- TOP PLAYERSOffensePABLO S. TORRE | August 20, 2012
- TAMPA BAY buccaneersENEMY lines WHAT A RIVAL COACH SAYSJune 28, 2012
- Faces in the CrowdJune 11, 2001
" Tallahassee," he said, pointing down. "First checkpoint."
He made another note on his pad and then jabbed his pencil at a big dial. "This is an instrument hop," he said. "That's the instrument. Bird-dog needle. It points to a radio signal you set it for. Set it for Tallahassee, it points there. You get to Tallahassee, it'll flip around. Just flipped." He pointed to another dial, a bizarre and overexcited clock with its three hands all turning at once.
"Fifteen thousand feet," he said. "Better put on your mask."
I pulled up my mask, cupped it over my nose and mouth and snapped it to my helmet as I had been taught.
"Turn that little knob. Every time you inhale, that window next to it should go white. That means you're getting oxygen."
I breathed and the little window winked reassuringly. We flew without saying anything, and the bright line of the horizon dissolved into a continuous gray wash of cloud and sky. Finally the bird-dog needle did another dainty turn, the earphones squawked and my pilot held up his thumb. " Memphis," he said. "Right on. We're cleared in, so let's go down."
A dark dive
We rolled on our side and nosed over into a toneless dark, as if someone had painted over our windshield. I tried to see through it and found nervous lines writhing across the glass.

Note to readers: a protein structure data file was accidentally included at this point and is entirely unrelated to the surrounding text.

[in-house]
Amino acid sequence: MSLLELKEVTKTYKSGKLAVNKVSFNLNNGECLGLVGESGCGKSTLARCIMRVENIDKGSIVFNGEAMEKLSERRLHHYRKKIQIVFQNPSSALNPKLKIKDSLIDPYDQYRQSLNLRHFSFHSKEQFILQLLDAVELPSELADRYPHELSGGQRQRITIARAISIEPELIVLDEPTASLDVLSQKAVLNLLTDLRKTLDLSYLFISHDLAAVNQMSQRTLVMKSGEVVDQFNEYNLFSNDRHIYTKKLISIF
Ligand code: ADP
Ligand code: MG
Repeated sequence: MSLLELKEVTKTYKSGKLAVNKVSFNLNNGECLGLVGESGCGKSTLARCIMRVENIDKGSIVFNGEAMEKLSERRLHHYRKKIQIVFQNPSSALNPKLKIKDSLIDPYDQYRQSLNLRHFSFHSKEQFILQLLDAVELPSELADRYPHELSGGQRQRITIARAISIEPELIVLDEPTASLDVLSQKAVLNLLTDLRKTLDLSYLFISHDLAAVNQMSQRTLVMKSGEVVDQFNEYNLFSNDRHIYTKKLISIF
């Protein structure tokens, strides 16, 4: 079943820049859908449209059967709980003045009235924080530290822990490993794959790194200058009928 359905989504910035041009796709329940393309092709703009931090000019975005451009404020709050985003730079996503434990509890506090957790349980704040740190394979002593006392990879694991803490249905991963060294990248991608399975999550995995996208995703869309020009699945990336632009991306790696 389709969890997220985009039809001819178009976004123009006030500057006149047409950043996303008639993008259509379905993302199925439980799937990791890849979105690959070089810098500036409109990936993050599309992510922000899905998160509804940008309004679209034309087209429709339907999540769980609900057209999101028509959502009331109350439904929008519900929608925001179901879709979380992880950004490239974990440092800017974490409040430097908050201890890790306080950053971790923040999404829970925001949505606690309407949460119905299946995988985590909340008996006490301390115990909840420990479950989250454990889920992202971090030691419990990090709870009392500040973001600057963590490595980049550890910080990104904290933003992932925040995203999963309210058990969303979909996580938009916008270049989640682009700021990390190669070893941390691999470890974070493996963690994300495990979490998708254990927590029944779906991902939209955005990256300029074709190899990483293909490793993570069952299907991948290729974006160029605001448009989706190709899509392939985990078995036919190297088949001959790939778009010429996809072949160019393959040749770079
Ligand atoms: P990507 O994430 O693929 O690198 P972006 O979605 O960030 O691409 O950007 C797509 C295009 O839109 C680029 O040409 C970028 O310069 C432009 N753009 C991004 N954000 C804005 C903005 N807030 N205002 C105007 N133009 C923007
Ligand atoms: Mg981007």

"Rain," said my pilot. "Lovely." He leveled the wing, I sagged hard into my seat, and the next minute we were over a wet web of lights on the ground. The pilot said something on the radio and, forming from out of the web of lights the sudden solution to a puzzle, I saw the converging dotted light lines of a runway. Then we were between the dotted lines, the plane gave a compound thump and we were back to the awkward grounding staggers. We stopped in front of a low building, climbed out of the cockpit and my leg collapsed on the ground from cramp and soreness. I sat on the wet concrete, laughing, until my leg's feeling tingled back.
There was a cafeteria in the building and we ordered a cup of coffee and a sandwich. Then my pilot went somewhere to check on the weather. He reappeared in 20 minuses, doing something to his life vest. 'Come on," he said. "It's getting thick most of the way. I don't want to stay here all night, God knows. If we get out right now we ought to make it. I got a clearance O.K."